It was the era of the indomitable Patricia Bartlett, secretary of the Society for the Promotion of Community Standards. The former Catholic nun became the scourge of movie distributors and book publishers, pouncing on smut – a word almost never heard these days – wherever it raised its lubricious head.

Why am I recalling all this? Because in the censorship battles of the 1960s and 70s, it was the liberal Left that led the push for freedom to choose what people could see, read and hear.

Ultimately they won the battle against the moral conservatives. But at some point in the intervening decades, something strange began to happen.

The New Zealand Left executed a gradual 180-degree turn. Now it’s the Left who are the self-appointed censors, mobilising to shut down any ideas and opinions that offend them.

The old term “liberal Left” has become a contradiction, because many of the strident voices on the Left are frighteningly illiberal – not on questions of sexual morality, where anything is now permissible, but on matters of politics, culture and ideology. Their antennae twitch constantly, acutely alert for imagined evidence of racism, misogyny and homophobia.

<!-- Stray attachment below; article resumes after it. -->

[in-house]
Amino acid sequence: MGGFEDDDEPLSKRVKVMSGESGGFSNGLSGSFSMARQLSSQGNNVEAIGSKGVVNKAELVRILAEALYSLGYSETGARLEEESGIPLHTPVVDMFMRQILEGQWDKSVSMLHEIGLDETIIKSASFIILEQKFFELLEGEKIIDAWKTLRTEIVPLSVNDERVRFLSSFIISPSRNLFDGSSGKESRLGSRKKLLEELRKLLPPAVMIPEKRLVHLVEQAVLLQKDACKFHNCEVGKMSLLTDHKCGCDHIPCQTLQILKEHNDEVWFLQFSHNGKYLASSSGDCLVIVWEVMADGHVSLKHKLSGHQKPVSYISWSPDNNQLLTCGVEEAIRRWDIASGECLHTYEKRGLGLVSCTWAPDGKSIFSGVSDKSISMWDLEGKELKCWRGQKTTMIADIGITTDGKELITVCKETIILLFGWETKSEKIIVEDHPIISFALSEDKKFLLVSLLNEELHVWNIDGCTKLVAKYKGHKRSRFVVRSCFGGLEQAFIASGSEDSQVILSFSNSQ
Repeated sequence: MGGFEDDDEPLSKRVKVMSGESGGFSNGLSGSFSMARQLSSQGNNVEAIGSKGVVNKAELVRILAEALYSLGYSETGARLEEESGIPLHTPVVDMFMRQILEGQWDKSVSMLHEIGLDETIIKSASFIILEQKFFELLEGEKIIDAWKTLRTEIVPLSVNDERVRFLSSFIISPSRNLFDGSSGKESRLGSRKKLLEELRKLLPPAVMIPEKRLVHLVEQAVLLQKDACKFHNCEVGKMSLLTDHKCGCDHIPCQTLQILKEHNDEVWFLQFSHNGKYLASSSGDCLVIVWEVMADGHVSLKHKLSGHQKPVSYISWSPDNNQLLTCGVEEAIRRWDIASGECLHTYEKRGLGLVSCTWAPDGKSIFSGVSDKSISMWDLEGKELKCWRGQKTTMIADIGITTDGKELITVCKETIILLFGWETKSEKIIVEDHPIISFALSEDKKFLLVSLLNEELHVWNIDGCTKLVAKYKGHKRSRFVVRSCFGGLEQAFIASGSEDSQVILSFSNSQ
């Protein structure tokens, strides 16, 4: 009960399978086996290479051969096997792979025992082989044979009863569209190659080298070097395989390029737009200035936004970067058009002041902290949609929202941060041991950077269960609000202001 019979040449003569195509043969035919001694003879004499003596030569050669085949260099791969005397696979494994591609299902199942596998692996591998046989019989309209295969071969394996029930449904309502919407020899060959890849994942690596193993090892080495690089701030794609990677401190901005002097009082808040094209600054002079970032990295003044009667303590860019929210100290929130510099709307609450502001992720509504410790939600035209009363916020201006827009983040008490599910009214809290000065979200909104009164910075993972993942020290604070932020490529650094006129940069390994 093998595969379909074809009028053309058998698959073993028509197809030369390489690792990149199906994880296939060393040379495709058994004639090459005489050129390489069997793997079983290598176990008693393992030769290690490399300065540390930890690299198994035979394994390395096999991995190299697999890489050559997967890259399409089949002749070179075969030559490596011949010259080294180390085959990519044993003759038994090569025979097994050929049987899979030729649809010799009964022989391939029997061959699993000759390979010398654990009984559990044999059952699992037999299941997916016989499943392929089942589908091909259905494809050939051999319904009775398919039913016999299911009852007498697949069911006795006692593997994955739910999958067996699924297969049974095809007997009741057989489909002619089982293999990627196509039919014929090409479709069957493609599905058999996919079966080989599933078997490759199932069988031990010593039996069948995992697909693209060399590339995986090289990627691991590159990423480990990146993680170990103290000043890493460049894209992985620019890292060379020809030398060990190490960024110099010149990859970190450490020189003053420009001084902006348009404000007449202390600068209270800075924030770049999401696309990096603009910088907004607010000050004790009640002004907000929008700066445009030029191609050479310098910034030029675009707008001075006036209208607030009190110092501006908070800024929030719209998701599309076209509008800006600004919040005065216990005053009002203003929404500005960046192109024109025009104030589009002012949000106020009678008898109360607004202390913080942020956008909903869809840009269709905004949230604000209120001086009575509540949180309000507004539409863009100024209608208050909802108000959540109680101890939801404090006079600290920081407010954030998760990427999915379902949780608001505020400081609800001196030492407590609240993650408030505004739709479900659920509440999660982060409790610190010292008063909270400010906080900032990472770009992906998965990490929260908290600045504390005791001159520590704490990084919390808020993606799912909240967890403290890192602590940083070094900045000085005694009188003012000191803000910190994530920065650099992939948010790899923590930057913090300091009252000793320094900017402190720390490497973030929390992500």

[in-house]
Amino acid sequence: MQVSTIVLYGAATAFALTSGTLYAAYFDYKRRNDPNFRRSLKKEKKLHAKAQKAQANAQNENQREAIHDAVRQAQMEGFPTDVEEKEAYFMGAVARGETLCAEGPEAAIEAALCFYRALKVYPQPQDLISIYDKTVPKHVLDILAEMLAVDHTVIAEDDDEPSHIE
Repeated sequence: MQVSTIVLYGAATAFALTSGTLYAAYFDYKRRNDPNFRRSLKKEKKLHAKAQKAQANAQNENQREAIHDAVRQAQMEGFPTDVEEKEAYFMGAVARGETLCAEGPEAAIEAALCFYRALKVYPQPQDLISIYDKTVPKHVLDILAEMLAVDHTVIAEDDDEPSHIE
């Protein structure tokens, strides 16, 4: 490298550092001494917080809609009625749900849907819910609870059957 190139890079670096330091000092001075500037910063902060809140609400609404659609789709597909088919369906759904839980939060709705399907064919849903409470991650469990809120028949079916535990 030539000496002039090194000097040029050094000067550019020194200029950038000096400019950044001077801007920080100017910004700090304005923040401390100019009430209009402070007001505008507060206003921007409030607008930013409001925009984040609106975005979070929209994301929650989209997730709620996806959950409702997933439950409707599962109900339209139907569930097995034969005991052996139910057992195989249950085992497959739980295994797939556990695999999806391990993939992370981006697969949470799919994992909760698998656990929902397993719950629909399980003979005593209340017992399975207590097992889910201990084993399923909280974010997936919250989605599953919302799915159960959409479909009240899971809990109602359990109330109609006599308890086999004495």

This is especially true of the social media generation, who block their ears, drum their feet on the floor and hum loudly to block out any idea or opinion that upsets them.

This is a generation of New Zealanders who never experienced a sharp smack when they misbehaved, were driven to school every day by over-indulgent parents and were taught by teachers and university lecturers who lean so far to the left that many need corrective spinal surgery.

The threat to freedom of speech and opinion no longer comes from bossy government agencies (although the Human Rights Commission makes a sterling effort to deter people from saying or thinking anything it disapproves of) but from platforms such as Facebook and Twitter, where digital lynch mobs indulge in snarling, hissing gang-ups against anyone who challenges leftist orthodoxy.